How Much Would You Earn If You Were Paid For Being a Mom?

Have you ever wondered how much you’d earn if you were paid for being a mom?

The hype is true as becoming a mom (or a dad or any type of parent) is a blessing. Equally true though, is that becoming a mom is hard work. It may not go as expected and adjusting to the new responsibilities and never-ending commitments can be tough. There are a lot of pictures of beautiful babies but there aren’t many pictures of stressed out moms with spit up in their hair and poo on their hands as they change a diaper at 2 am.

Have you ever wondered how much you’d earn if you were paid for being a mom? If you are a mom, it feels like a lot so let’s start with the average number of hours worked per week. According to a 2017 study conducted by Market Research OnePoll in partnership with Welch’s nutrition program*, moms work an average of 98 hours a week. That may surprise some, but moms routinely get up at 6:30am and don’t finish their day until after 8:30pm.

According to Salary.com**, moms would earn a base salary of $37,022 with an overtime salary of $75,941 totaling $112,962 per year. Let’s review some of the tasks done in an average week:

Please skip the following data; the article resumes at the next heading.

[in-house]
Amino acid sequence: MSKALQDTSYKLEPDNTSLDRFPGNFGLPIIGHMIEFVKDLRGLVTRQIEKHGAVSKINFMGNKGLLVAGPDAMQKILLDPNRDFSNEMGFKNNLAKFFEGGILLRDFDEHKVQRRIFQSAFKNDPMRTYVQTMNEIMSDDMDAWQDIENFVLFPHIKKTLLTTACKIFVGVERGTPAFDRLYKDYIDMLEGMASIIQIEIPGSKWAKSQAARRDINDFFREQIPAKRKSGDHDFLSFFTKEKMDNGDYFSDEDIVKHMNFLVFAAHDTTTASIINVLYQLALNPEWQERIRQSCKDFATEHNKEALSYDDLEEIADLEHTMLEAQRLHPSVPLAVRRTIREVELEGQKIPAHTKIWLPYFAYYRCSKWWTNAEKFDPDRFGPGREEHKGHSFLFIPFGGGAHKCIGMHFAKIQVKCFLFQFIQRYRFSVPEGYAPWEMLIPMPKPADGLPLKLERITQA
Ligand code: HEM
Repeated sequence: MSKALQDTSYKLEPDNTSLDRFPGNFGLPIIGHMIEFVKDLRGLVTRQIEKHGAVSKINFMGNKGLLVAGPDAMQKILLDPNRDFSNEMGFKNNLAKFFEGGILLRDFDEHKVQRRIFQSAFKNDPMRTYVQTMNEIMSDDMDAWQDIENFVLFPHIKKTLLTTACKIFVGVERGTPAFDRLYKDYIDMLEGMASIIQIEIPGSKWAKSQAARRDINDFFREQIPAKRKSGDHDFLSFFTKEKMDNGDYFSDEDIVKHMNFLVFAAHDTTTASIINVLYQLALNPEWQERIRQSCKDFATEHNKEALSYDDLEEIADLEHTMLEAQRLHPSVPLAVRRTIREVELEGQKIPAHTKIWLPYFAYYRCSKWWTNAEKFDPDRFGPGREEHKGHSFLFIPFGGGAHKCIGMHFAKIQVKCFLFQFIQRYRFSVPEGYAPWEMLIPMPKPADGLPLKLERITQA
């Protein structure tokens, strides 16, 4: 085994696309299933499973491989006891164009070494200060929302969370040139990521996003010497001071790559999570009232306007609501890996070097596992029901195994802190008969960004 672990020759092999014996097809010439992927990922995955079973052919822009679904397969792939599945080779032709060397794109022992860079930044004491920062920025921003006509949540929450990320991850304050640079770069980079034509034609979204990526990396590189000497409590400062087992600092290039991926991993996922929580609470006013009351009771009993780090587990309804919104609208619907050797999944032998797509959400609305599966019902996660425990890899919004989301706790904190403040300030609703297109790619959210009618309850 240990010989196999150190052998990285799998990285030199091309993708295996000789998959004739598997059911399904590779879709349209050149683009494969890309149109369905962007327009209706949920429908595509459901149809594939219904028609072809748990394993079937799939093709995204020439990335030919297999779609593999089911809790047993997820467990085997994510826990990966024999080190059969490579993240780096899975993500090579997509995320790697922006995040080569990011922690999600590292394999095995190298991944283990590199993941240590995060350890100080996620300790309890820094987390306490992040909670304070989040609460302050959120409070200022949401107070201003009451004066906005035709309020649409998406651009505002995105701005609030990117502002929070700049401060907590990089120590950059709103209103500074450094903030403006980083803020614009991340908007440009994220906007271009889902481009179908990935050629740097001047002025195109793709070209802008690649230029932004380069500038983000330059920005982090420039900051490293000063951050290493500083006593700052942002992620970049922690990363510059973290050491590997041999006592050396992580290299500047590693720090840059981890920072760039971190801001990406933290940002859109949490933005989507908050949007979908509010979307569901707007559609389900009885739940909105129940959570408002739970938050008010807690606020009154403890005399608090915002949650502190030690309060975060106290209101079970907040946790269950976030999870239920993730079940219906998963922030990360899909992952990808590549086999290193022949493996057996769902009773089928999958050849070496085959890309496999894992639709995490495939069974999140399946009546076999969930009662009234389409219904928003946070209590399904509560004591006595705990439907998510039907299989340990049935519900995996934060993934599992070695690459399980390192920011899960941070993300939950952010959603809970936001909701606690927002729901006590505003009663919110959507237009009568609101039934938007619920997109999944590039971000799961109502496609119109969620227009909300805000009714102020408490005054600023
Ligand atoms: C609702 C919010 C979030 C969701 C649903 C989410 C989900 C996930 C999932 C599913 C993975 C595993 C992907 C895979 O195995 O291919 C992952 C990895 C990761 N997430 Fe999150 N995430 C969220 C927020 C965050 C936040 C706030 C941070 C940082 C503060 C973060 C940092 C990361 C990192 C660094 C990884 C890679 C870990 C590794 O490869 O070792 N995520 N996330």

• Childcare, 30.2 hours. Caring for our children involves an everchanging list of tasks that includes feeding, bathing, getting them ready for school, helping them through temper tantrums, playtime, getting them ready for bed, and holding them when they wake up from a bad dream.

 

  • Teaching and Coaching, 7.9 hours. Moms do a lot of teaching and coaching to help their children grow and develop. Moms teach children the alphabet, help with homework, and read to their children every night. Additional activities include sports practice, after-school events, and community clubs such as the Scouts.

 

  • Household Management, 45.9 hours. Running a household encompasses a lot of activities including laundry, cleaning, cooking, sewing, ironing, repairs, lawn care, and managing finances.